HomeUncategorizedAfrikaans church leaders begin dialogue with ANC

Afrikaans church leaders begin dialogue with ANC

 
lutuli house

Luthuli House where Afrikaans church leaders and the ANC met on Tuesday.

Members of the Inter-Church Council (ICC), representing three mainstream Afrikaans churches, held a historic first dialogue meeting with leaders of the African National Congress at the ANC’s Luthuli House headquarters in Johannesburg on Tuesday (August 4).

Previously the church leaders withdrew from an invitation to meet the ANC on June 9 because they felt the “moral collapse” of the government, including the way the ANC handled the Nkandla Report, made meaningful dialogue impossible. According to a report in today’s Grens.Pos Nr 23, the email newsletter of the Dutch Reformed Church in the Eastern Cape, another factor in the withdrawal from the meeting was the ICC delegation’s wish to meet the ANC not just as representatives of the Afrikaans community but as churches with a prophetic response to the government.

Foundation for more talks
Tuesday’s meeting was an open and honest discussion which laid a foundation for further meetings between the ruling party and the churches, reports Grens.Pos. Topics discussed included lack of social cohesion in SA, moral decay in the country, corruption in government, and harm done to the economy and white morale as a result of Black Economic Empowerment.

The ICC representatives at the meeting were Ds Cassie Aucamp and Prof Nico Vorster (GKSA), Drs Braam Hanekom and Johann Ernst (NGK), and Drs Wim Dreyer and Wouter van Wyk (NHKA). The ANC was represented by Gwede Mantashe, Jesse Duarte, Daryl Swanepoel, Alwyn Marx, Willie van der Schyff, Zizi Kodwa and Father Maphatsoe.

The full report in today’s Grens.Pos reads:

Gedurende April 2015 het die ANC ‘n uitnodiging aan verskillende organisasies uit die Afrikaanse gemeenskap gerig om met hulle in gesprek te tree, waaronder Afrikaanse kerke. Die Nederduitsch Hervormde Kerk van Afrika (NHKA) het saam met die Nederduitse Gereformeerde Kerk (NGK) en die Gereformeerde Kerke in Suid-Afrika (GKSA) besluit om nie individueel te reageer nie, maar eerder gesamentlik deur die Tussenkerklike Raad (TKR), wat gestalte gee aan die genoemde drie kerke se samewerking en bilaterale verbintenisse. Die TKR het die ANC se uitnodiging by wyse van ‘n ope brief van die hand gewys, veral as gevolg van die manier waarop die Nkandla-verslag gehanteer is. Dit was ook vir die TKR belangrik om nie as verteenwoordigers van die Afrikaanse burgerlike samelewing met die regerende party te praat nie, maar juis as kerke met ‘n profetiese roeping teenoor die owerheid.

Hierop het die ANC die TKR uitgenooi tot ‘n gesprek wat op Dinsdag 4 Augustus 2015 in die ANC-hoofkantoor, Luthulihuis in Johannesburg, plaasgevind het. Die TKR-afvaardiging is saamgestel uit ds Cassie Aucamp en prof Nico Vorster (GKSA), drr Braam Hanekom en Johann Ernst (NGK) en drr Wim Dreyer en Wouter van Wyk (NHKA). Die ANC is verteenwoordig deur mnr Gwede Mantashe, me Jesse Duarte, mnre Daryl Swanepoel, Alwyn Marx, Willie van der Schyff, Zizi Kodwa en vader Maphatsoe. Dit was ‘n historiese eerste ontmoeting wat die grondslag gelê het vir verdere gesprekke tussen die regerende party en die kerke.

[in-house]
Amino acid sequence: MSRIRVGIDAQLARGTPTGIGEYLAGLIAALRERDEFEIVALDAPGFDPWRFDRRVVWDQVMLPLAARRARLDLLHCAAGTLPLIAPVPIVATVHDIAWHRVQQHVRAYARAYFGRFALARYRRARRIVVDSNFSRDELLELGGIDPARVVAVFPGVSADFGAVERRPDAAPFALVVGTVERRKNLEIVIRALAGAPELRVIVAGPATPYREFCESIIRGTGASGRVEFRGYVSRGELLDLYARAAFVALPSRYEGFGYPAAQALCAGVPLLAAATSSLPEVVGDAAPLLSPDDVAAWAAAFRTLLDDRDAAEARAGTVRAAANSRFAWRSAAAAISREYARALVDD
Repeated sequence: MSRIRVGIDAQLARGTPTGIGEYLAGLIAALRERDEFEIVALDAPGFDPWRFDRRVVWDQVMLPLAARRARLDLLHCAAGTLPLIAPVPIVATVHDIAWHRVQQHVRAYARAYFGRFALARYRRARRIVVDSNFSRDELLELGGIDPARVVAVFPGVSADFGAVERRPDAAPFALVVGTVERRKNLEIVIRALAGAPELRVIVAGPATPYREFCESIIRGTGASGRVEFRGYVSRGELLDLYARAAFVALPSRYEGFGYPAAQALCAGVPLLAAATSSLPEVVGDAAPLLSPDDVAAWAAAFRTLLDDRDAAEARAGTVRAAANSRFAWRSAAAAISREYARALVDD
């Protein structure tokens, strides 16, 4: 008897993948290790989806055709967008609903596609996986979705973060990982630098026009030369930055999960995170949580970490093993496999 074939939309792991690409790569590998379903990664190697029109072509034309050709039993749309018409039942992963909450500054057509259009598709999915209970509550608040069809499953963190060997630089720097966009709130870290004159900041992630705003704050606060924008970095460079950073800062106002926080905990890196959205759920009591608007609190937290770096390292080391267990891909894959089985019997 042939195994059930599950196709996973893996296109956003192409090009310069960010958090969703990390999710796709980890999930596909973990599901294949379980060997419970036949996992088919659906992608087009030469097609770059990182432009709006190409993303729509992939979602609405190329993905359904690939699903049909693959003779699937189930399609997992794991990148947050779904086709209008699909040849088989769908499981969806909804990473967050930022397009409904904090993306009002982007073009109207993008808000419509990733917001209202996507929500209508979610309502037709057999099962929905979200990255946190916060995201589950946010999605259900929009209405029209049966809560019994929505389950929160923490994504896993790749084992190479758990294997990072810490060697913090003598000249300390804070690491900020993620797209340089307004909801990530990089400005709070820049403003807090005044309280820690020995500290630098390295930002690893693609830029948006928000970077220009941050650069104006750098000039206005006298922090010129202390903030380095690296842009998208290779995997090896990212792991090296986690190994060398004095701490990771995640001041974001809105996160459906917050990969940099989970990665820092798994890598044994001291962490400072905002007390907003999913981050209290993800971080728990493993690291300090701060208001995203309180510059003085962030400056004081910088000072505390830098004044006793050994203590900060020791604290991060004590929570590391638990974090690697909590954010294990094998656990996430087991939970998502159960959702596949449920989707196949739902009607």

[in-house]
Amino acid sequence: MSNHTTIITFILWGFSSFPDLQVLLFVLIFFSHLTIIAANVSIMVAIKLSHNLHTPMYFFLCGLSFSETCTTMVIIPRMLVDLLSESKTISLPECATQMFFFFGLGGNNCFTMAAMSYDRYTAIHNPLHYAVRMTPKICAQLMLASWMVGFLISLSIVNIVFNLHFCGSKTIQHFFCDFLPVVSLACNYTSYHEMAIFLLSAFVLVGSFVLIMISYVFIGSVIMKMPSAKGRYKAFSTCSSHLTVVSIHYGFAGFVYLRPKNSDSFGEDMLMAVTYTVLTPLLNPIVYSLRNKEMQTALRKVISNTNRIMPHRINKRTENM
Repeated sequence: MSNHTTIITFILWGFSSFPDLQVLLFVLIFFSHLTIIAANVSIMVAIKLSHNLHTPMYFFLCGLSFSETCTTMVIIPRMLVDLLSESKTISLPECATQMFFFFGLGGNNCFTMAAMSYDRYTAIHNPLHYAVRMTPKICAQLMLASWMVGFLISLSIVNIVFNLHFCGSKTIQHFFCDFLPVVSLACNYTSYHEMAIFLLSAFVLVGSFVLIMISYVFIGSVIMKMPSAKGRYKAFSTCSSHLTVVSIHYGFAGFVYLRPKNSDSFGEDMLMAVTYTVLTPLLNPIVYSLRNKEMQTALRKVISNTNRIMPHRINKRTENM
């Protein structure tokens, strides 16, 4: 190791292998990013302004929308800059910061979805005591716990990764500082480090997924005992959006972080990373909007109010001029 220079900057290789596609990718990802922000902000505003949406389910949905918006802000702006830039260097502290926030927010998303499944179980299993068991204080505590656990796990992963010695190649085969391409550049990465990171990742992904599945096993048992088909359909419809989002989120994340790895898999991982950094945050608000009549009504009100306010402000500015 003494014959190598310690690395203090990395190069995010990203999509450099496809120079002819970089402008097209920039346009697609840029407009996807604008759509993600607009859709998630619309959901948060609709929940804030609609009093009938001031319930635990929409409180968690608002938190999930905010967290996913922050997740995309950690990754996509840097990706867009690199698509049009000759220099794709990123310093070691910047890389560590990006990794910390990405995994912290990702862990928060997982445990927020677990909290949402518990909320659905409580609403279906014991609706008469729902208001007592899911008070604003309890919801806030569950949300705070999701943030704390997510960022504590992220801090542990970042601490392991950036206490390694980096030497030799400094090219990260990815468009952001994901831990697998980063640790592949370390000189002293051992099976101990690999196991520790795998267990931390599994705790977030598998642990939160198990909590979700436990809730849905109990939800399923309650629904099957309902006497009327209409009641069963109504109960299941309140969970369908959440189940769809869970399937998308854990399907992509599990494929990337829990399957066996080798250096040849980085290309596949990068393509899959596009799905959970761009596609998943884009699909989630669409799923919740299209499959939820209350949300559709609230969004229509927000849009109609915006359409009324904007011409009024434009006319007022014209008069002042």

Dit was ‘n oop en eerlike gesprek en die volgende sake is bespreek:

* Gebrekkige sosiale kohesie in SA.
* Morele verval in SA. Dit sluit gebrek aan dissipline, respek en werksetiek, asook verbrokkeling van families en ‘n losbandige seksuele moraal in.
* Korrupsie en gebrek aan integriteit op regeringsvlak.
Daar is verder gepraat oor die geskiedenis en verskillende perspektiewe wat op die geskiedenis bestaan, asook transformasie en SEB. Die kerke het hul begrip vir die noodsaak van transformasie uitgespreek, maar dit ook duidelik gestel dat daar tans wit kapasiteit is wat verlore gaan. Wit mense voel toenemend gemarginaliseer en ons meen dat dit ‘n verlies vir die land in sy geheel is.

Dit is egter ook duidelik gestel dat die kerke nie die belange van enige politieke party of slegs die belange van die “wit” gemeenskap op die hart wil dra nie, maar wel die belange van die breë Suid-Afrikaanse gemeenskap.

Daar is ook oor die pad vorentoe gepraat. ‘n Klein taakgroep is aangewys om verdere gesprekke te struktureer. Dit is duidelik dat daar nie kitsoplossings bestaan nie en dat een gesprek nie alles sal verander nie. Tog kan daar nie net kritiek uitgespreek word nie en moet daar ook self ‘n positiewe bydrae gelewer word. Die kerke het dit duidelik gestel dat ons veral ten opsigte van morele- en vaardigheidsontwikkeling sal wil saamwerk.

– Drr Braam Hanekom (NGK), Wouter van Wyk (NHKA) en ds Cassie Aucamp (GKSA)

 
 

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3 Comments

  1. Billy says:

    Great to see churches involved our interacting with government. Would be good to see more churches involved.

  2. Martin says:

    Isn’t the church supposed to say: “Thus says the Lord”? I don’t see any of that in the media report. As long as the church only want what is good for the wider South African community and not what the Lord says how to transform our community, they have not been a prophetic voice. It is time that every congregation and for that matter, every congregate starts proclaiming the Word of the Lord to the community and especially the government. Start writing letters proclaiming the Word of the Lord and timely and untimely speak it. Then the Lord will touch the hearts of those whom should change and change will come.

  3. Madelyn says:

    It really warms my heart to read this article. This is only the beginning. Baby steps first and then walking together. I praise the Lord that the church is standing up and is having a voice. God has BIG plans for our country and when I read what is happening here and all over SA, it is evident that God is for us, not against us as SA’cans. I am very thankful for what is happening here.